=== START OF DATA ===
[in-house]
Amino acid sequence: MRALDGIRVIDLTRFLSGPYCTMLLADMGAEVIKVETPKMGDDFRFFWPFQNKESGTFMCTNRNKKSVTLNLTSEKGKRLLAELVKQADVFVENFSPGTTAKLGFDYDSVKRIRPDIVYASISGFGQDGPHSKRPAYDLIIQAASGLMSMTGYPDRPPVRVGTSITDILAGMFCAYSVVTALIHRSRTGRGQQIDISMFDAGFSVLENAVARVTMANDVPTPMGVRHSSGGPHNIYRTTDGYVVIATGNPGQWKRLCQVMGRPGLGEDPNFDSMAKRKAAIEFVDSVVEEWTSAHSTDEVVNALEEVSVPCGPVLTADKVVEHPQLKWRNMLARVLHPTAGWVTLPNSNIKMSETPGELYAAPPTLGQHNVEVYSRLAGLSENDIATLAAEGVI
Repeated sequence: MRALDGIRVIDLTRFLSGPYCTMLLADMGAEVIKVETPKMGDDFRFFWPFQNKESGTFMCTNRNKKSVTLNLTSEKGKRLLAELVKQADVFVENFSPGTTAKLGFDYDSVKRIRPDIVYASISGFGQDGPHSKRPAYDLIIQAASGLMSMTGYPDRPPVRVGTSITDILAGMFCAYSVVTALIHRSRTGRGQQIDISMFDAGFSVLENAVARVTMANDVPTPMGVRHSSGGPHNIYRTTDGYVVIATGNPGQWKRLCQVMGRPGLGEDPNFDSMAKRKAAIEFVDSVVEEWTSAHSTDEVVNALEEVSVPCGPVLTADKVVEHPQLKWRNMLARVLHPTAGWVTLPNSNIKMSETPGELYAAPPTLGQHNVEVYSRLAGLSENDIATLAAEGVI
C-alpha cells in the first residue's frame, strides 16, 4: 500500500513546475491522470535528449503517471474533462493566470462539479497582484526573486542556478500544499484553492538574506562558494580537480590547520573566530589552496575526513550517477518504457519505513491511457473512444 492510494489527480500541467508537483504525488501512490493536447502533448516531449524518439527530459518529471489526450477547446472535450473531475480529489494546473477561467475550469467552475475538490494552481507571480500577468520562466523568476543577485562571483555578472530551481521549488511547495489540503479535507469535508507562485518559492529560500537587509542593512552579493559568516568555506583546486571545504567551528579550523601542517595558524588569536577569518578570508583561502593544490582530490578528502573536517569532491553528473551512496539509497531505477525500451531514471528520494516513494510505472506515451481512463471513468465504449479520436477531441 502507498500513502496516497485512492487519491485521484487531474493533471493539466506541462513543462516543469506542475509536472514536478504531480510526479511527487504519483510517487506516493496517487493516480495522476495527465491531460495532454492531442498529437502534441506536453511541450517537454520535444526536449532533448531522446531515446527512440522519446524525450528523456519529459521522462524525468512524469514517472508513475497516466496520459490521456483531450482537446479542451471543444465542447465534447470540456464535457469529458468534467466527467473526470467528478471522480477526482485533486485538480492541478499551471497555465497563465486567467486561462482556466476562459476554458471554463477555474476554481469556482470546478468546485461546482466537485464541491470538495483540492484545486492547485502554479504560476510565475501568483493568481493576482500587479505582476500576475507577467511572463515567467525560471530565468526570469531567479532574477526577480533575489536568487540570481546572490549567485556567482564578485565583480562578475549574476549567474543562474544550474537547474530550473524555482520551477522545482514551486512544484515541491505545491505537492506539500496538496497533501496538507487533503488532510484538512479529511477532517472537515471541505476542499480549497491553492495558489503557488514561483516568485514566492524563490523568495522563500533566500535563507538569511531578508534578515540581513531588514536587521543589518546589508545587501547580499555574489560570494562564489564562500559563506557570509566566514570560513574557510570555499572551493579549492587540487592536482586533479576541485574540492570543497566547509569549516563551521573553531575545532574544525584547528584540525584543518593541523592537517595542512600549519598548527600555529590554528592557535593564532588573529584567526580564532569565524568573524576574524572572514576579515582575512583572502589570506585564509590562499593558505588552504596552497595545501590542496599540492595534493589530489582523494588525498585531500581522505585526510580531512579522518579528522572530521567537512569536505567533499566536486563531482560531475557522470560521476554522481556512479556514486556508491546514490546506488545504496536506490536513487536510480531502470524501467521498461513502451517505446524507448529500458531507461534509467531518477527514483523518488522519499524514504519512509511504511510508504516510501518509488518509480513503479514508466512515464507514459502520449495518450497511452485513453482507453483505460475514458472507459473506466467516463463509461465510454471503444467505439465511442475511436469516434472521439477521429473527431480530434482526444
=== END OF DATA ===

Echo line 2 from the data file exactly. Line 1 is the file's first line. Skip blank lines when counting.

Amino acid sequence: MRALDGIRVIDLTRFLSGPYCTMLLADMGAEVIKVETPKMGDDFRFFWPFQNKESGTFMCTNRNKKSVTLNLTSEKGKRLLAELVKQADVFVENFSPGTTAKLGFDYDSVKRIRPDIVYASISGFGQDGPHSKRPAYDLIIQAASGLMSMTGYPDRPPVRVGTSITDILAGMFCAYSVVTALIHRSRTGRGQQIDISMFDAGFSVLENAVARVTMANDVPTPMGVRHSSGGPHNIYRTTDGYVVIATGNPGQWKRLCQVMGRPGLGEDPNFDSMAKRKAAIEFVDSVVEEWTSAHSTDEVVNALEEVSVPCGPVLTADKVVEHPQLKWRNMLARVLHPTAGWVTLPNSNIKMSETPGELYAAPPTLGQHNVEVYSRLAGLSENDIATLAAEGVI